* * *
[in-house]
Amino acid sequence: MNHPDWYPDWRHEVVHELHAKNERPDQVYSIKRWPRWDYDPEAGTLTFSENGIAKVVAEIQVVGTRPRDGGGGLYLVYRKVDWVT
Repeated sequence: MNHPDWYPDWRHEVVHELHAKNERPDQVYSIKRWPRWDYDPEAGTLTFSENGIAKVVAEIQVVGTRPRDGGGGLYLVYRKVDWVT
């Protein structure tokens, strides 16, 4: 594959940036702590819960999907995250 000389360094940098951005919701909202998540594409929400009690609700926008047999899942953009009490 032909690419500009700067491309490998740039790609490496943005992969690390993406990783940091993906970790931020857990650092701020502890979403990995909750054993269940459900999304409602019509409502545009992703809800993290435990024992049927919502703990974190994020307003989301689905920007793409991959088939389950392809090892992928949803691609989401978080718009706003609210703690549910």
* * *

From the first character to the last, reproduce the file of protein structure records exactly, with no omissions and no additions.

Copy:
[in-house]
Amino acid sequence: MNHPDWYPDWRHEVVHELHAKNERPDQVYSIKRWPRWDYDPEAGTLTFSENGIAKVVAEIQVVGTRPRDGGGGLYLVYRKVDWVT
Repeated sequence: MNHPDWYPDWRHEVVHELHAKNERPDQVYSIKRWPRWDYDPEAGTLTFSENGIAKVVAEIQVVGTRPRDGGGGLYLVYRKVDWVT
């Protein structure tokens, strides 16, 4: 594959940036702590819960999907995250 000389360094940098951005919701909202998540594409929400009690609700926008047999899942953009009490 032909690419500009700067491309490998740039790609490496943005992969690390993406990783940091993906970790931020857990650092701020502890979403990995909750054993269940459900999304409602019509409502545009992703809800993290435990024992049927919502703990974190994020307003989301689905920007793409991959088939389950392809090892992928949803691609989401978080718009706003609210703690549910």